Open Access to Data – Beyond Public Sector Information (PSI) II
Tuesday, 1 October 2019
On 25 September, FIPRA held its second Digital Discussion Series event “Open Access to Data – Beyond Public Sector Information (PSI) II: what will the drive for open data, data sharing and data access mean for innovators?” The event provided an understanding of the main regulatory challenges of open data and looked at ways in which policies can better facilitate the use and re-use of data in order to bring economic and social value. More than 30 representatives from EU institutions, businesses, and trade associations attended the discussion moderated by FIPRA’s Chairman & Partner, Robert Madelin.
Yvo Volman, Head of the Data Policy and Innovation unit at the Directorate-General Communication Networks, Content and Technology (DG CNECT) of the European Commission kicked off the discussion, recalling the importance data has gained at the highest political level. The data economy has a great potential not just for the value it can generate in itself, but also for acting as a facilitator across sectors: it could help reduce energy use by 16%, tackle road fatalities by 5.5%, and save up to 7,000 lives. The Commission, while reviewing the PSI directive, has considered two streams for private sector data: i) the use of public sector data for public good (Business to Government (B2G) data sharing; ii) data sharing among companies (Business to Business (B2B) data sharing). On B2G data sharing a report from the Commission Expert Group is due to be released soon, he announced, while on B2B data sharing the Commission has released non-binding guidelines, signalling that further action may be required.
“For once, Member States were much more progressive and in line with the Commission proposal (on the PSI Directive) than the European Parliament” Volman stated. Volman concluded by pointing towards the emergence of a more user-centric vision: “Wouldn’t it be good to give the user control at a more granular level to decide what happens with their data?” This aspect is central for the Finnish Presidency and is expected to be further discussed at Ministerial level in December.
Hannu Hämäläinen, Senior Advisor at the Finnish Innovation Fund SITRA brought his experience to illustrate how Finland has managed with the Findata project to open up and widen the use of social and health data from research and statistics to management, development, innovation and education.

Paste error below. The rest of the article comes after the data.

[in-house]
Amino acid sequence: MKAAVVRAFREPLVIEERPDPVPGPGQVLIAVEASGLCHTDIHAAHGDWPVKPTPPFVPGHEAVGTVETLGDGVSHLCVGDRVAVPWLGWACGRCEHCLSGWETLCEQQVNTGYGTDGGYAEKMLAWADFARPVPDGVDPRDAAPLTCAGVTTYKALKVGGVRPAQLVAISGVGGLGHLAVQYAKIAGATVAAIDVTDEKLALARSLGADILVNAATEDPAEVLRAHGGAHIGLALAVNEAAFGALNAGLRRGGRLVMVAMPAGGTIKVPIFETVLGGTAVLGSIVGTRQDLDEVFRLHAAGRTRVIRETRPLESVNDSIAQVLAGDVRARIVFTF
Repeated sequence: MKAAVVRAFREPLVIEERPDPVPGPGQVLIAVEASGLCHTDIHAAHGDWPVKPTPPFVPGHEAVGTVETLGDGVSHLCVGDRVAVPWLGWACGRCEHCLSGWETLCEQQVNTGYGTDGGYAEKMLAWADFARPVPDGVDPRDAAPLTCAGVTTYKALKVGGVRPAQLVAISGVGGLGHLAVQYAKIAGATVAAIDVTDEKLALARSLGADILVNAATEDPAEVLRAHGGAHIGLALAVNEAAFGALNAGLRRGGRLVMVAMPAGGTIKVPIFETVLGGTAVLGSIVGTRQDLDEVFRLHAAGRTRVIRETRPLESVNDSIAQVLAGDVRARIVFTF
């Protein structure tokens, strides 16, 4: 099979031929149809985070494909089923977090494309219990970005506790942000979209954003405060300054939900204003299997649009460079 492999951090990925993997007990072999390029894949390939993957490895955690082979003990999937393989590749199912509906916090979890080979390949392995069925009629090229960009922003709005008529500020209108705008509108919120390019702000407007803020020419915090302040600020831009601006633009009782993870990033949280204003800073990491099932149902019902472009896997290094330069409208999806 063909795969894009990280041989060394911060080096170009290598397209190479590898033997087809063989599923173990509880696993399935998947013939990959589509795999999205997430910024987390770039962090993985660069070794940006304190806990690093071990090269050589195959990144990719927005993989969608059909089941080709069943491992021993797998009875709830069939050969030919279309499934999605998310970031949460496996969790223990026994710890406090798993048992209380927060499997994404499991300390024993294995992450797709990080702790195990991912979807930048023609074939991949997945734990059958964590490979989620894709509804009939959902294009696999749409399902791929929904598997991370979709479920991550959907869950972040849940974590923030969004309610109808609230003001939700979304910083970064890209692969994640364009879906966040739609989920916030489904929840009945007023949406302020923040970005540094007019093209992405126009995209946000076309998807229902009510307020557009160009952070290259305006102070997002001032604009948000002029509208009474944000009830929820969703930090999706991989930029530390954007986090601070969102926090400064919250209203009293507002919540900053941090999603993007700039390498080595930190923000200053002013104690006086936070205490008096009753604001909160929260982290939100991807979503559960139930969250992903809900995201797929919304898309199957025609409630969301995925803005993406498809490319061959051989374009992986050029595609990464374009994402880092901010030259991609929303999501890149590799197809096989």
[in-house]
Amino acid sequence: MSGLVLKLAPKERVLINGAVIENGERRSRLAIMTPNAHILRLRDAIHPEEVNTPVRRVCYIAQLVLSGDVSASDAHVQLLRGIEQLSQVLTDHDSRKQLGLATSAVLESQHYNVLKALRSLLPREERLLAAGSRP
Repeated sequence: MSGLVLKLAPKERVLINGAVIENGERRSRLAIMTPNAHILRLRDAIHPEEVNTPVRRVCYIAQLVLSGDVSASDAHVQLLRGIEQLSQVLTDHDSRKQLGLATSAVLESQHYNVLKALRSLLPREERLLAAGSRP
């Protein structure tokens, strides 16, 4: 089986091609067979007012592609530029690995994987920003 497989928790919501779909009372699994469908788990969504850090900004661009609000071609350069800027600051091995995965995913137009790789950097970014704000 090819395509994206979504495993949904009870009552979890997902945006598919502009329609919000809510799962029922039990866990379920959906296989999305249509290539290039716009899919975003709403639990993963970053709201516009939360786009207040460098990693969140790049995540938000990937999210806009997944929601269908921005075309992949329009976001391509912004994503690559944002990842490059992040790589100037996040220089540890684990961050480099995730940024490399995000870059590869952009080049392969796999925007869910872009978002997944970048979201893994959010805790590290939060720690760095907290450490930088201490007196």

“We were sitting in front of a golden mine” he said referring to the Finnish healthcare database, given the vast opportunities it created. Hannu concluded by stressing the importance of trust and participation for any open data policy to be successful.
“By 2020 it is said there will be more digital bits than stars in the sky…” opened Elizabeth Crossick, Head of EU Government Affairs at RELX, although the value of data lies in the ability to enrich it, extract patterns, relations from it. As a data analytics company operating across various sectors, RELX uses AI techniques such as text and data mining to help professionals work more effectively and make better decisions. The technology is so powerful that can help find a drug to treat rare diseases in days instead of months, Crossick explained referring to one of RELX’s initiatives. Crossick also suggested opening European Open Science Cloud as a way to foster data sharing. In fact, incentives to data sharing, standards, and data quality are all essential ingredients for a successful open data policy, she concluded.
Jean Coldefy, Director of the Mobility 3.0 Programme at ATEC-ITS, illustrated how public data can foster smart mobility services. He explained the peculiarities of using public sector data in the mobility sector, including the condition for use and re-use. Coldefy also talked about the risks of open data policies, and mentioned the experience of Lyon as a virtuous case of smart mobility, with a consistent set of mobility in Europe, and the most used in France (100 re-users).
Thaima Samman, Head of Digital at FIPRA International & Partner at FIPRA France, thanked the speakers and wrapped up the discussion on what she remarked to be a key issue to watch during the new EU political term.
FIPRA already has the next event in the series in the diaries and looks forward to welcoming attendees on 5 November when we sit with Claire Bury, Deputy Director General of DG CNECT to discuss the digital priorities of the new Commission.
Registrations are officially open. Click here to reserve your place for our next discussion in the series